Santo has a little of the wild west, last frontier feel. If you like your holiday destinations not overly polished, this fits the bill. It starts at the airport, where the imposing new terminal - Pekoa International Airport, says the sign, despite the lack of any international flights thus far - remains resolutely closed and passengers cram into a hot tin shed, where a pair of trussed chickens cluck mournfully from behind the baggage counter.

The feeling continues in Luganville, Santo's only town of any size, a scattering of one and two-storey buildings spread out for a few kilometres along the highway, where the traffic consists mostly of pick-up trucks and nothing moves too fast; you'll hear plenty of jokes about "Vanuatu time".

Things are changing. Outsiders, mostly Australian, are buying land to build holiday homes and the talk is of waterfront sections that went for A$40,000 ($47,000) last year fetching A$100,000 ($117,000) now. But for the moment it's still a sleepy backwater.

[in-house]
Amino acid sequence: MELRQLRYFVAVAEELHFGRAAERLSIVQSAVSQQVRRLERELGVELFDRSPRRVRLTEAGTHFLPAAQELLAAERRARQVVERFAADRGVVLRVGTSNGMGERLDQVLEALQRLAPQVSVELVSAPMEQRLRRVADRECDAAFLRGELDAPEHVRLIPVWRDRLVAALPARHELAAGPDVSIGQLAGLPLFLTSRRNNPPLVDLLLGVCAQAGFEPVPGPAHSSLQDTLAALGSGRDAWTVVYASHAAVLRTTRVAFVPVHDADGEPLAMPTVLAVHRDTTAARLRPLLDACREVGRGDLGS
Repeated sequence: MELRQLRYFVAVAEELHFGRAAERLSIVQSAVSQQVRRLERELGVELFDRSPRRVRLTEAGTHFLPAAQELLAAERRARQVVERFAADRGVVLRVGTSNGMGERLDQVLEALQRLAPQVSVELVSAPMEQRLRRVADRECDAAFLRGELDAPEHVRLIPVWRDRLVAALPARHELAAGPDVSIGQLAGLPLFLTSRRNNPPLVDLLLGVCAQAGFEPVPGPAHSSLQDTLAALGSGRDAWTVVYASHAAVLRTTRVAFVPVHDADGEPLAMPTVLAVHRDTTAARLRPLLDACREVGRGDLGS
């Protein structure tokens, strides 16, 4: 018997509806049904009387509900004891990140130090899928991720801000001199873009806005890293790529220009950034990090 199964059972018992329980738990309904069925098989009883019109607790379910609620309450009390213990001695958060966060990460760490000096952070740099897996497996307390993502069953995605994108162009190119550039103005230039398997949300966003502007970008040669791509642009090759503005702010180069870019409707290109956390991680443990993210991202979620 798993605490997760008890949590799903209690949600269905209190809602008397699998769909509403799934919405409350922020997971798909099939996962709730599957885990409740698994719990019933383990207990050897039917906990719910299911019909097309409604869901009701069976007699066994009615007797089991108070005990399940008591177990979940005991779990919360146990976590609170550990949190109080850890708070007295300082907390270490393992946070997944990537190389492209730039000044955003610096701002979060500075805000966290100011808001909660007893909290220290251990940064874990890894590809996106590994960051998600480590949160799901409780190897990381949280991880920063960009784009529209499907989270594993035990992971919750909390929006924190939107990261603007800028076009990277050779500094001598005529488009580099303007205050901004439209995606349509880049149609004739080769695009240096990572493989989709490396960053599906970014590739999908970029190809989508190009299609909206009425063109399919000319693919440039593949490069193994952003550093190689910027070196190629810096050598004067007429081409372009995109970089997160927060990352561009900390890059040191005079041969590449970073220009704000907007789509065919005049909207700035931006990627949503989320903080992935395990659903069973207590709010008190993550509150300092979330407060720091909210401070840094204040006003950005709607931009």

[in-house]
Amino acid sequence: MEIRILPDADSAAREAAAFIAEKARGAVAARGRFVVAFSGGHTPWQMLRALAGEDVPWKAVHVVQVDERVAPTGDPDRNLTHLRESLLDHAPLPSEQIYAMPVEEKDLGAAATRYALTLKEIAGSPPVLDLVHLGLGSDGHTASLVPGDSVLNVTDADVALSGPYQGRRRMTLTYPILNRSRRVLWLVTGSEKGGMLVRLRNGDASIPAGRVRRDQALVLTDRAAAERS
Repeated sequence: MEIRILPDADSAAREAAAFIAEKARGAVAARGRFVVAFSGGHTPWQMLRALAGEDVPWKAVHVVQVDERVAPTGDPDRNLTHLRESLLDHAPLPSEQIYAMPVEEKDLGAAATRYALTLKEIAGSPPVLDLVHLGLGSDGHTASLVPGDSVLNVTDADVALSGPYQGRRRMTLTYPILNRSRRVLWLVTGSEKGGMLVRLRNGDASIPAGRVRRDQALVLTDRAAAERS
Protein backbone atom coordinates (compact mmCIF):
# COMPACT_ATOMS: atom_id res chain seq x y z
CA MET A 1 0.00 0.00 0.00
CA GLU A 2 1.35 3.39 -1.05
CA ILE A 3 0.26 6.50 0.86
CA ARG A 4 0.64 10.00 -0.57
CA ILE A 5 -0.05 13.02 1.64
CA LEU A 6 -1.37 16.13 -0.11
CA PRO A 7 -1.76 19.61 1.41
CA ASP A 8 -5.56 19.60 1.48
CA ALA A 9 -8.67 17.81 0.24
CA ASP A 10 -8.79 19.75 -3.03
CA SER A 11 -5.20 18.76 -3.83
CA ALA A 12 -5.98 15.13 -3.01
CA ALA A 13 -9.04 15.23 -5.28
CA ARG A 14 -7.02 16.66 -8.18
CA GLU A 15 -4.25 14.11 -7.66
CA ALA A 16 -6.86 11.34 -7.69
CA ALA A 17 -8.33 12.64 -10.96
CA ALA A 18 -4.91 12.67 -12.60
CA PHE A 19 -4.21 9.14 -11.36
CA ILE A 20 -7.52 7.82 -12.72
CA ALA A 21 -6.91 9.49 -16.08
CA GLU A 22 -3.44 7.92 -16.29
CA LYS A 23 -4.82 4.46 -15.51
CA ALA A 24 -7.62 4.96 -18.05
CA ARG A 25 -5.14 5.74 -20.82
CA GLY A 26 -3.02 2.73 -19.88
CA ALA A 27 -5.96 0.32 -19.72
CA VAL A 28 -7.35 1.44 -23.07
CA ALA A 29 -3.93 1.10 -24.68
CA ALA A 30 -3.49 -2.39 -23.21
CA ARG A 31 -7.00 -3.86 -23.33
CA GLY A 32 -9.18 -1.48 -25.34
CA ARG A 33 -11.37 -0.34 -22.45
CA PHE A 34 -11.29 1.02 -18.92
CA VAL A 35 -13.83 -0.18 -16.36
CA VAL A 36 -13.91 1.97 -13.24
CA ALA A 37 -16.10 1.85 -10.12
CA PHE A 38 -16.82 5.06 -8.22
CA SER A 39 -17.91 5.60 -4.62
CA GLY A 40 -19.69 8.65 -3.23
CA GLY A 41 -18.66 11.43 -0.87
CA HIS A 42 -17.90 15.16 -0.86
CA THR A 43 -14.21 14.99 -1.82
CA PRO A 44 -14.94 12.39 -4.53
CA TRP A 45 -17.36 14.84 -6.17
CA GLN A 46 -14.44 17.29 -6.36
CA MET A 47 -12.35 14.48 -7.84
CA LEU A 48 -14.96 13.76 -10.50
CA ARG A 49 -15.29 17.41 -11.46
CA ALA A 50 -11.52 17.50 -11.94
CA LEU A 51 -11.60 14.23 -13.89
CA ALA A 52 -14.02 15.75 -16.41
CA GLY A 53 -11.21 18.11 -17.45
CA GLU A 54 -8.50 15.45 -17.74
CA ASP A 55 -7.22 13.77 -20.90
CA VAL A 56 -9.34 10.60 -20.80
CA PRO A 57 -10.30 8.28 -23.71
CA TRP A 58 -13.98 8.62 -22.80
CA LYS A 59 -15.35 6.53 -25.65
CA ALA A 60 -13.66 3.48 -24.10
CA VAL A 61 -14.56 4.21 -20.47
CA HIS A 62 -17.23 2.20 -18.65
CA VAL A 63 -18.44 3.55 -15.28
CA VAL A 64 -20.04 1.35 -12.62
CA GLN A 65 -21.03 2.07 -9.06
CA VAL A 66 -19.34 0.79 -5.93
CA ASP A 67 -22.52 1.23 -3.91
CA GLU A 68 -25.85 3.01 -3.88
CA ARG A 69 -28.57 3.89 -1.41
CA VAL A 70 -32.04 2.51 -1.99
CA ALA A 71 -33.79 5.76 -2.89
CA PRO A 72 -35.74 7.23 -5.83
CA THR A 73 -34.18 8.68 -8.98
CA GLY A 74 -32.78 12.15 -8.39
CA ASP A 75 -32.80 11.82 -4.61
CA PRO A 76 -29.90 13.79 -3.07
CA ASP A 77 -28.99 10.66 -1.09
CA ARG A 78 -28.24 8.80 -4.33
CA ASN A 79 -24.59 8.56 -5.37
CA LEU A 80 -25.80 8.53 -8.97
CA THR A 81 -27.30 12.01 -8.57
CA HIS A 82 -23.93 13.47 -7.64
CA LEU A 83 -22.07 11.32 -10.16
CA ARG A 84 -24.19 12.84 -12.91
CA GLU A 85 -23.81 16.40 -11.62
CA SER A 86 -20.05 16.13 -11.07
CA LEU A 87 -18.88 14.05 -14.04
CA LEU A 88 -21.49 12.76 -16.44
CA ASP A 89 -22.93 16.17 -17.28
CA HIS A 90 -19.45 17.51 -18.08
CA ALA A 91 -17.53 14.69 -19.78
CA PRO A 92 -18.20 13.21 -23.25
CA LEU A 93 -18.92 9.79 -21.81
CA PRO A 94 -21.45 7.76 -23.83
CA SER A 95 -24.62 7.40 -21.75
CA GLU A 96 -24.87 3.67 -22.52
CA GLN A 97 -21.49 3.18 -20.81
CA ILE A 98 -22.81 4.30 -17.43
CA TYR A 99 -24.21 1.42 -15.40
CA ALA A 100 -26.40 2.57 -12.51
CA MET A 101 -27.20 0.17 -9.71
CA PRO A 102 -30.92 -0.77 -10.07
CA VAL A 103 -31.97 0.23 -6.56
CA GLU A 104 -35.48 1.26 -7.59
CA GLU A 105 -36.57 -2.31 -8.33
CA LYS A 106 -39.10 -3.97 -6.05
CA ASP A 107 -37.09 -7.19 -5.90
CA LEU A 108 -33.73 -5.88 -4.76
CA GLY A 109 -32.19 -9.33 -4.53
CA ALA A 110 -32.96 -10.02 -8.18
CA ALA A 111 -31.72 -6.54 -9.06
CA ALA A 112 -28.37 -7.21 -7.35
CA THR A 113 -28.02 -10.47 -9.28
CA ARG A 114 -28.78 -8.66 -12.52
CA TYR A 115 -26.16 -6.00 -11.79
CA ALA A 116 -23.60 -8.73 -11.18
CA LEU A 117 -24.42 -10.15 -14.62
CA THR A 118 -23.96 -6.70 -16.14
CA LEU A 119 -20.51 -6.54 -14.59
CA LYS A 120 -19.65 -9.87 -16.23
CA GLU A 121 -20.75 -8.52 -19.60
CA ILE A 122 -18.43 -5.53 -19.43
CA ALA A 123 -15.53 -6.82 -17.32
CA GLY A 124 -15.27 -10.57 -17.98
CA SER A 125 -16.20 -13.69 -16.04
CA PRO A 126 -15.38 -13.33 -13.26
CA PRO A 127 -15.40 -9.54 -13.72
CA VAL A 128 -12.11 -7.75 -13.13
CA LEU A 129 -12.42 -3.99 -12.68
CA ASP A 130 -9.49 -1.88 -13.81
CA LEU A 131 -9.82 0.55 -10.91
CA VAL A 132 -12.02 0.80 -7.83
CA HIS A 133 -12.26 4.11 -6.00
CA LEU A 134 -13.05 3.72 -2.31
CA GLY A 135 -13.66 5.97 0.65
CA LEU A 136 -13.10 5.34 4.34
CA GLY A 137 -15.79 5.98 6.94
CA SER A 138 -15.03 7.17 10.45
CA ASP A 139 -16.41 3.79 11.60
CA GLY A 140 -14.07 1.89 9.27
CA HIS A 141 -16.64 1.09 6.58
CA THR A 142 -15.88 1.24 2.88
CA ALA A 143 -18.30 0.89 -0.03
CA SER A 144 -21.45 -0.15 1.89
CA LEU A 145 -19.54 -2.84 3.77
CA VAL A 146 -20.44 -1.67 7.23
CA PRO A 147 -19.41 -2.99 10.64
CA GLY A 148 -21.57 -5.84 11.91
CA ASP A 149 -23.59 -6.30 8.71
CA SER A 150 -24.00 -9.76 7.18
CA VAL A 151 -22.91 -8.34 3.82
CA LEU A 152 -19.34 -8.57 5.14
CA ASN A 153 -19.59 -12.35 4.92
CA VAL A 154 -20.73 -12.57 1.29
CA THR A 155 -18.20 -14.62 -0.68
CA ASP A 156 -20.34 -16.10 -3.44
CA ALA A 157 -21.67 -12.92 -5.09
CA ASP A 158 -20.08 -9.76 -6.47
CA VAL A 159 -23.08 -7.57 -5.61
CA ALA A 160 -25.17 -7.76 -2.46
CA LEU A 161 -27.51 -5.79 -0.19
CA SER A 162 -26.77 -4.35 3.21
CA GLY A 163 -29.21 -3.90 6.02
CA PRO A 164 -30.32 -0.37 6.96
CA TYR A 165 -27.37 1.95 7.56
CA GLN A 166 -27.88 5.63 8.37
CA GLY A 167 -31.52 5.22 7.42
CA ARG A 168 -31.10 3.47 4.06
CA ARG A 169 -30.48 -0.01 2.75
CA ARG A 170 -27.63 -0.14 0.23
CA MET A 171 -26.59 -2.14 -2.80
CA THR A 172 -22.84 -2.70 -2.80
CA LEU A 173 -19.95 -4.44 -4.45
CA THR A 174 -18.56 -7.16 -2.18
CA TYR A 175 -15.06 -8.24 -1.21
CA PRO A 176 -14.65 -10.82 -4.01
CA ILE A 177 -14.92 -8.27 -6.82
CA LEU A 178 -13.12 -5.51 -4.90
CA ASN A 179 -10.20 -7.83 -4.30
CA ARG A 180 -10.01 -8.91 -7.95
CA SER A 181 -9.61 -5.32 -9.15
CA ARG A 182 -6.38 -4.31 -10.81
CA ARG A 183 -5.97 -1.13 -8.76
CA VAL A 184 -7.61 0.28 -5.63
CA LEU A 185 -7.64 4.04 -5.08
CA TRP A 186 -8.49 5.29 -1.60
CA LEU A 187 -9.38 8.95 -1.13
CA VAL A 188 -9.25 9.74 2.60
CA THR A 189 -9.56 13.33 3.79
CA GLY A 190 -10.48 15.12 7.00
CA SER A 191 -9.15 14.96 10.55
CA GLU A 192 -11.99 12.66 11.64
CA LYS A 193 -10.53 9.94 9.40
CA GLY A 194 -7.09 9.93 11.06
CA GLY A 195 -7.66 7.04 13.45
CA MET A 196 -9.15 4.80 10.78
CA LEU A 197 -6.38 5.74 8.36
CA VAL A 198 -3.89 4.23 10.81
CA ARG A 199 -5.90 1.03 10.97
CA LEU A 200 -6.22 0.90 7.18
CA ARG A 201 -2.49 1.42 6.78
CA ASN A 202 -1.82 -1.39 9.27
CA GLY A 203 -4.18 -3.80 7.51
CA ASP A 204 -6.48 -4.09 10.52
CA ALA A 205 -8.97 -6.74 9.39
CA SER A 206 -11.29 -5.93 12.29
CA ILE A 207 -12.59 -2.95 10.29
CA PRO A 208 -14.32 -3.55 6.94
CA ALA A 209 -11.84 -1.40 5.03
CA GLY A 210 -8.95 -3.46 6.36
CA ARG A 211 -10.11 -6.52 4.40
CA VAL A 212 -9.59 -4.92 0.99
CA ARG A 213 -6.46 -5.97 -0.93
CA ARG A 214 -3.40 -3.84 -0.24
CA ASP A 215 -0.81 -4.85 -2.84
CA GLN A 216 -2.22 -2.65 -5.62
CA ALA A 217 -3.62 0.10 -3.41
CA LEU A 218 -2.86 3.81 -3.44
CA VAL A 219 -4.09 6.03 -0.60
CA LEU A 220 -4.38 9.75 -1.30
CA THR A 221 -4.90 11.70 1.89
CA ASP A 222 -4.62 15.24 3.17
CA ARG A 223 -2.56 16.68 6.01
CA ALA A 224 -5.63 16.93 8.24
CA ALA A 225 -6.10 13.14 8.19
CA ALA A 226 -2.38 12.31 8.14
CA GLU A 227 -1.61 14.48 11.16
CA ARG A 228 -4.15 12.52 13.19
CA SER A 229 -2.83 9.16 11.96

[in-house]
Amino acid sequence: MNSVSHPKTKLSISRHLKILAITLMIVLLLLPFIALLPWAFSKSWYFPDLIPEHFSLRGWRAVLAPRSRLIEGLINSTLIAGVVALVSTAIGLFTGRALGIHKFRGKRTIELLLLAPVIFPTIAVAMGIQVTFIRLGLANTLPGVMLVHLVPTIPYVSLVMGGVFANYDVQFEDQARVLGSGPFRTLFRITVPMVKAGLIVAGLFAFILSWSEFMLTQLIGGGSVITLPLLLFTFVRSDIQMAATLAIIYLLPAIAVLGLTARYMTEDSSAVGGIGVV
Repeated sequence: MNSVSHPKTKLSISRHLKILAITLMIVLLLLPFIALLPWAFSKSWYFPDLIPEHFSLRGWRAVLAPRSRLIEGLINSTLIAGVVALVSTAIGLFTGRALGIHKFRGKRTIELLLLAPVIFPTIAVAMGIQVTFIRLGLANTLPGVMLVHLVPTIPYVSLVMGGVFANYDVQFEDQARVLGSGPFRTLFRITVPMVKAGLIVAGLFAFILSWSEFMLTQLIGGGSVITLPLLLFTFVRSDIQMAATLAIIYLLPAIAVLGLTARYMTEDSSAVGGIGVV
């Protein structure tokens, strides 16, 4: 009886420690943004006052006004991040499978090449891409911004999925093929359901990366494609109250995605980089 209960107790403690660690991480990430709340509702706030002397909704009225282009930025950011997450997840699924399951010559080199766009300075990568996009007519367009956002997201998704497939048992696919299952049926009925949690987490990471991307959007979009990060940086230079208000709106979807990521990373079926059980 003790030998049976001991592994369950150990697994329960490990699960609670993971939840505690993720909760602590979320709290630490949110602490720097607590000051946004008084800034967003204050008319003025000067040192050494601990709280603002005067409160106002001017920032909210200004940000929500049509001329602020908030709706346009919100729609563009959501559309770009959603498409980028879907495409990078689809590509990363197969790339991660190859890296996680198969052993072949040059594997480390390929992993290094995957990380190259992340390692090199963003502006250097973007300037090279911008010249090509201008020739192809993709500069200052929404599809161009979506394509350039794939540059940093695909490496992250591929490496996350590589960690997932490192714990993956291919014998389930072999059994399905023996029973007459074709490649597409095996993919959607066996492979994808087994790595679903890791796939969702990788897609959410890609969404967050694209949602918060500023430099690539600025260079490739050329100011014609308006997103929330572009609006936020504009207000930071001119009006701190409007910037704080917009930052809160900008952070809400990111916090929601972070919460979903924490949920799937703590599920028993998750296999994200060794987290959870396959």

As for the soft bit that comes after the adventure, you can find that on Santo, too. Aore Island Resort is three islands from home - first Efate, Vanuatu's capital island, then a flight to Santo, then a 10-minute boat ride to Aore - which must qualify it as being away from it all.

The style is laidback Kiwi bach meets tropical resort. No in-room TV, no air conditioning, no fluffy white bathrobe, no fully stocked minibar, just a handful of thatch-roofed bungalows a few steps from the beach, an open-air restaurant and snorkelling off your front doorstep.